Friday, 26 August 2011

In Search Of The Holy Grail



Ask any metal detector user what they enjoy finding the most and the answer will invariably be hammered coins. They are something of a Holy Grail amongst detectorists and it's easy to see why - they are often tiny, usually silver, sometimes valuable and always old as they ceased producing them in the seventeenth century. Having found gold last week, I would have loved to return to the same field yesterday but long grass was against me and I decided to head south towards Shropshire and try and find something medieval. It's a bit of a drive but an early start saw me arrive at around 9am. It was a glorious morning and I was hoping for a good day on a stubble field that is near a deserted medieval village. The stubble was high and thick and the ground was hard and dry so a tough session was in prospect.




And boy was it tough going. I gave it a couple of hours but found nothing but a few cartridge cases and a fair bit of lead. I had made medieval finds on the field many years ago but holding the detector fairly high to cope with the stubble wasn't helping so after an early lunch I headed for another field. I've never searched this one before. It is right next to a farm house that dates in parts to the early middle ages. This field too was covered in stubble but the stubble was a different crop and much softer which allowed me to hold the detector closer to the ground.
Is there a field in the country that doesn't have this sort of rubbish in it?

I am the lead man

A few buttons and musket balls


This land was more productive and I started to find a few buttons plus a tiny mount or harness fitting as well as the usual bits of rubbish and three musket balls. A couple of the buttons date to the sixteenth or seventeenth century so I was finding some old bits. I found so many small pieces of lead that for some reason I got the Beatles' chorus "I am the egg man"changed to "I am the lead man" on a loop in my brain (it's a solitary hobby).  So the day wasn't a great success. But I kept looking at the ancient walls of the farm house and thinking that there just had to be some of those elusive hammered coins.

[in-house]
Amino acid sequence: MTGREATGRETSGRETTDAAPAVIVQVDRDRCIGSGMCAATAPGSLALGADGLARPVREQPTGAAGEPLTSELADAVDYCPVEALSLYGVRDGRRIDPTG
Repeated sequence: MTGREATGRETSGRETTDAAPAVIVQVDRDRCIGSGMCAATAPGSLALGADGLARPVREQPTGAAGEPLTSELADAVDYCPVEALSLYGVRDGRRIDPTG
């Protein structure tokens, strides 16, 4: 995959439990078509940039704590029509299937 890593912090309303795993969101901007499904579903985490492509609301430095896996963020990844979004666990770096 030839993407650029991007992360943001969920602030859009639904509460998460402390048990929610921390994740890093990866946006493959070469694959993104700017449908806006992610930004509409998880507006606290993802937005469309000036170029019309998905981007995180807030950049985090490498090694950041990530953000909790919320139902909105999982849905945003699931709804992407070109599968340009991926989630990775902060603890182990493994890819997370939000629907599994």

They all count.







And sure enough, just as I was about to call it a day, this turned up. Having a hole in it so it could be worn as a pendant,  it's far from the greatest hammered coin you'll see but as someone said recently "they all count". And one nice touch is the inscription "ROSA SINE SPINA" which translates as " A ROSE WITHOUT THORNS". Our new granddaughter is called Rose so, when she is a bit older I will get a little silver chain for her and it can become a pendant again (won't she be thrilled). I think it is a penny of James I from 1604-1619 but please let me know if you think otherwise. The farmer tells me that he will be ploughing the stubble in a few weeks. It's a long way to go but perhaps if I go back on easier ground I might have a bit more luck.






We went to see "One Day" on Wednesday night. I like a good romance. Marion has read the book and she gave things away somewhat when at one point she reached into her handbag and pulled out a tissue before anything sad happened. It's not the happiest film you'll see but there are some funny moments and good performances from leads Anne Hathaway and Jim Sturgess although for me Rafe Spall in a supporting role stole the show. I don't think it will be winning many awards but it's gentle enough - the sort of thing you might watch on TV.

The final "Final Destination" is due out very soon. I think we've seen all the others (mind you, seen one, seen them all). Here's the trailer.